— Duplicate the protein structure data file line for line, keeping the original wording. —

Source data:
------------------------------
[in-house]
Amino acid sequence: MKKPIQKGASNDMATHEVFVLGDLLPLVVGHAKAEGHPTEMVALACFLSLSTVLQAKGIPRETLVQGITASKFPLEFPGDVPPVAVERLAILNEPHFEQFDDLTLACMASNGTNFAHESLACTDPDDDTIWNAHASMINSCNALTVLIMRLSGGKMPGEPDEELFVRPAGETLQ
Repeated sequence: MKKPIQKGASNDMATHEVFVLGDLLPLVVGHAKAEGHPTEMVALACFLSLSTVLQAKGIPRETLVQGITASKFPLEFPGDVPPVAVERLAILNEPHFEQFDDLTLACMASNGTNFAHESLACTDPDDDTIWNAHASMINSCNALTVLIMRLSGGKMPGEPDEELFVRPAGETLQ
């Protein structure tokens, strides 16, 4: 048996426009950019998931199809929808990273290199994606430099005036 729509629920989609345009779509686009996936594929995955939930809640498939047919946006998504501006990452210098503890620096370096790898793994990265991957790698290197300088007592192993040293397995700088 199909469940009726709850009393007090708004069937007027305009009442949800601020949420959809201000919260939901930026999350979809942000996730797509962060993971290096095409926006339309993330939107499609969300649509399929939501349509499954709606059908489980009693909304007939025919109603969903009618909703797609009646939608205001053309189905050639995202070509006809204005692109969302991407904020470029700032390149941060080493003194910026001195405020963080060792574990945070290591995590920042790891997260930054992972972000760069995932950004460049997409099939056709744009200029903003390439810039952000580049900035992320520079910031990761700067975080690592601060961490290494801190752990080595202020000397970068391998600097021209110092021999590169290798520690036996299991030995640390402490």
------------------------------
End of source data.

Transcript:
[in-house]
Amino acid sequence: MKKPIQKGASNDMATHEVFVLGDLLPLVVGHAKAEGHPTEMVALACFLSLSTVLQAKGIPRETLVQGITASKFPLEFPGDVPPVAVERLAILNEPHFEQFDDLTLACMASNGTNFAHESLACTDPDDDTIWNAHASMINSCNALTVLIMRLSGGKMPGEPDEELFVRPAGETLQ
Repeated sequence: MKKPIQKGASNDMATHEVFVLGDLLPLVVGHAKAEGHPTEMVALACFLSLSTVLQAKGIPRETLVQGITASKFPLEFPGDVPPVAVERLAILNEPHFEQFDDLTLACMASNGTNFAHESLACTDPDDDTIWNAHASMINSCNALTVLIMRLSGGKMPGEPDEELFVRPAGETLQ
């Protein structure tokens, strides 16, 4: 048996426009950019998931199809929808990273290199994606430099005036 729509629920989609345009779509686009996936594929995955939930809640498939047919946006998504501006990452210098503890620096370096790898793994990265991957790698290197300088007592192993040293397995700088 199909469940009726709850009393007090708004069937007027305009009442949800601020949420959809201000919260939901930026999350979809942000996730797509962060993971290096095409926006339309993330939107499609969300649509399929939501349509499954709606059908489980009693909304007939025919109603969903009618909703797609009646939608205001053309189905050639995202070509006809204005692109969302991407904020470029700032390149941060080493003194910026001195405020963080060792574990945070290591995590920042790891997260930054992972972000760069995932950004460049997409099939056709744009200029903003390439810039952000580049900035992320520079910031990761700067975080690592601060961490290494801190752990080595202020000397970068391998600097021209110092021999590169290798520690036996299991030995640390402490």